Weekly highlights: Funding gaps and mental health

A round-up of the key content published by Tes this week, from announcements about academies to Covid's impact on EYFS

Tes Reporter

Tes weekly highlights: Academy growth, school funding and teacher mental health


Academies have featured heavily in the news this week, after education secretary Gavin Williamson said that the government's vision is for all schools to become part of multi-academy trusts. Under new plans, schools would be given a “trial run” before joining a MAT. Mr Williamson said that those schools receiving a “requires improvement” rating from Ofsted inspection three times in a row would need to move to MATs.

More than a third of headteachers are using pupil premium funding to plug gaps in school budgets, research suggests. A budget of £1.8 billion for building improvements has been announced by the government, but this follows significant cuts to the wider school capital budget, which fell by more than £500 million last year.

The Department for Education has been urged to avoid another 2020-style exam debacle, which saw confidence in GCSEs fall dramatically. Exams regulator Ofqual confirmed that all schools will need to submit samples of students' work as evidence for this year's GCSE and A-level grades – while saying it is “conscious” of teacher workload.  

On catch-up plans, we reported that more than half of pupils enrolled on the government's tutoring scheme were yet to start their sessions, an issue also highlighted by the NAHT school leaders' union. The head of Oak National Academy warned that the proportion of government-funded catch-up tutoring going to the poorest pupils was "not high enough”.

And while plans for Covid recovery will be published before the summer, England’s children’s commissioner told teachers not to panic over pupils’ lost learning.  

We also learned that a requirement to wear masks in secondary school classrooms will be lifted in mid-May if Covid data allows it, and a new resource to combat anti-vaxxer ideas at school has been published this week and is available to schools for free. You can catch-up with all of these stories and more at tes.com/news


How has Covid impacted on early years education? A new report by researchers from the University of York, the National Institute of Economic and Social Research and the Education Policy Policy Institute sheds light on the key areas of concern for EYFS teachers when schools returned in the autumn, including speech, focus and behaviour.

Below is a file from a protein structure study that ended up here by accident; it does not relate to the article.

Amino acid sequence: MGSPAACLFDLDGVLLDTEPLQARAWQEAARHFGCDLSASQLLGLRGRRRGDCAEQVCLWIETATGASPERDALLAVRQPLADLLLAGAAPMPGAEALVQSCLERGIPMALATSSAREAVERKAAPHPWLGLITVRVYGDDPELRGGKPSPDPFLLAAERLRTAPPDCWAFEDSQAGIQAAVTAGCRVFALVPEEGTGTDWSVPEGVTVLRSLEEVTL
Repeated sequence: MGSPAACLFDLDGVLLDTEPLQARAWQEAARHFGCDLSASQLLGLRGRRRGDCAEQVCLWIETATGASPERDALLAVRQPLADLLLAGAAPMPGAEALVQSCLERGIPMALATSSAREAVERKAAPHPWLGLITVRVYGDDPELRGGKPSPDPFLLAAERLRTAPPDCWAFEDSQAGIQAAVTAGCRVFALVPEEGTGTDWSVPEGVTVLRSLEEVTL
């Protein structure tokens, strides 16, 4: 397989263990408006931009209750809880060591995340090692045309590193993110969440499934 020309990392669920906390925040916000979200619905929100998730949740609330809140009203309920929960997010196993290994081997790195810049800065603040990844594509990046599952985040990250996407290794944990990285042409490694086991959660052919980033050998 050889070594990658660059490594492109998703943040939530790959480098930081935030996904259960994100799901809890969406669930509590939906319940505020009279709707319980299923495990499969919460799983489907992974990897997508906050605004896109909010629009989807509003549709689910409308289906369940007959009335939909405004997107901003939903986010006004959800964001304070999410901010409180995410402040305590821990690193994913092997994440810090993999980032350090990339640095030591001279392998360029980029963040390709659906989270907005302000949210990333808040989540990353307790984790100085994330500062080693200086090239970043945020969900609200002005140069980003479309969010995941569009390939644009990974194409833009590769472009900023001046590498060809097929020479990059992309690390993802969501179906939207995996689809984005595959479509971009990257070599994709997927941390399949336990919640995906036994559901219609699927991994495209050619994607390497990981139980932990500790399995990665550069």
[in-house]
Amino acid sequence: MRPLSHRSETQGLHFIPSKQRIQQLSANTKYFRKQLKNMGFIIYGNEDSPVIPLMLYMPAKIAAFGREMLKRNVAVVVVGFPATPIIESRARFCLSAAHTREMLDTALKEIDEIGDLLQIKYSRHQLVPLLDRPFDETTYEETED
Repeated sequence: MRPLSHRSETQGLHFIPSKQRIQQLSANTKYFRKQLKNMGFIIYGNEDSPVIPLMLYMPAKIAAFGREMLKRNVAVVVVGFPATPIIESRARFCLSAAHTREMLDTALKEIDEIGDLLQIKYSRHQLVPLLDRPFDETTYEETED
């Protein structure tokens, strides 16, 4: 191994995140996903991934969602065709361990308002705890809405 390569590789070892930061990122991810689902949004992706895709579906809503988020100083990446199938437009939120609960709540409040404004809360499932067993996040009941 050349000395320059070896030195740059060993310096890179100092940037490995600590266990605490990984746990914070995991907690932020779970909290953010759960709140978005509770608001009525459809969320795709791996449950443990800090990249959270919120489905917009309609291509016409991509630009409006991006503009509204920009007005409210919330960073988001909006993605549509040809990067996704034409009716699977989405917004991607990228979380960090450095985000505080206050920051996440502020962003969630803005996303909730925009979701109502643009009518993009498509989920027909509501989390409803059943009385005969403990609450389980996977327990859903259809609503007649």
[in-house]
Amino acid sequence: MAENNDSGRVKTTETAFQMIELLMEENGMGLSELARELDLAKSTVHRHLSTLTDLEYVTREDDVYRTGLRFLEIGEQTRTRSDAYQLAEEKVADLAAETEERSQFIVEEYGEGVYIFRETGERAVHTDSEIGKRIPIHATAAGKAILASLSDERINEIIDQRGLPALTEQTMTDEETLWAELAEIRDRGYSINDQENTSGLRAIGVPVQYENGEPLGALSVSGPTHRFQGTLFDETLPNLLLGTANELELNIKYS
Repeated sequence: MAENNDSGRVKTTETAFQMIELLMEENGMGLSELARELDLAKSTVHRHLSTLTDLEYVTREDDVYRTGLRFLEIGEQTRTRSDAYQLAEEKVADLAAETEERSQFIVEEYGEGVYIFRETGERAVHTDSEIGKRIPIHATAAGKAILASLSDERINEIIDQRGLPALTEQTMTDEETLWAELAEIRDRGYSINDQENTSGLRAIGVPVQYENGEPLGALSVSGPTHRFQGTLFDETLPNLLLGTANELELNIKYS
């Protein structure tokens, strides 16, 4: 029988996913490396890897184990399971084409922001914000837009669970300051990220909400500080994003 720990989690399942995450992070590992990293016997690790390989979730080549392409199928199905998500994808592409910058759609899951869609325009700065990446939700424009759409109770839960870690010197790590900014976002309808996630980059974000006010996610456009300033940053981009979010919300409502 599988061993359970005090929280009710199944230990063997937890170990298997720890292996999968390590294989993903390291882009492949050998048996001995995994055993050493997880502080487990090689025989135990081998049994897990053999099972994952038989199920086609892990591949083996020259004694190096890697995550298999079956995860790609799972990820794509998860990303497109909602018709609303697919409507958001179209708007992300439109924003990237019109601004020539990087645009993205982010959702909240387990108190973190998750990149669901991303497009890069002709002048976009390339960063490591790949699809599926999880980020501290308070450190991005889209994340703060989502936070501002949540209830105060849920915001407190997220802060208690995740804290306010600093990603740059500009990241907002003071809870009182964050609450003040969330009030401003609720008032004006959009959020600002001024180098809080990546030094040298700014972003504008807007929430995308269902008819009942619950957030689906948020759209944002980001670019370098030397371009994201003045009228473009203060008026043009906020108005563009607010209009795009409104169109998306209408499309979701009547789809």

Getting pupils to think about their thinking can have a huge impact on learning, explains Dr Kirstin Mulholland, and there are simple ways to introduce metacognition into classes without increasing workload. 

As schools attempt to get back to some sort of normality, leaders at a pupil referral unit say they are seeing increased referrals and student behaviour that reflects the Covid disruption to education, including mixed feelings about the changes to GCSE grading.

Tes stalwart Mark Enser is a dungeon master in Dungeons and Dragons and head of a geography department – and the roles share more parallels than you might think, he says, explaining how leaders could learn from the role-playing game.

Teaching is often perceived as a stressful profession with a heavy workload that impacts on staff wellbeing. Now, new research – published first in Tes – gives detailed insights into the general levels of happiness and self-worth among those who work in education.

Ensuring equality of technology provision isn’t just about whether a child has a digital device and access to the internet – it’s also about whether they have the right kind of device for their age group and for the task their teacher has set, says Chris Parr.

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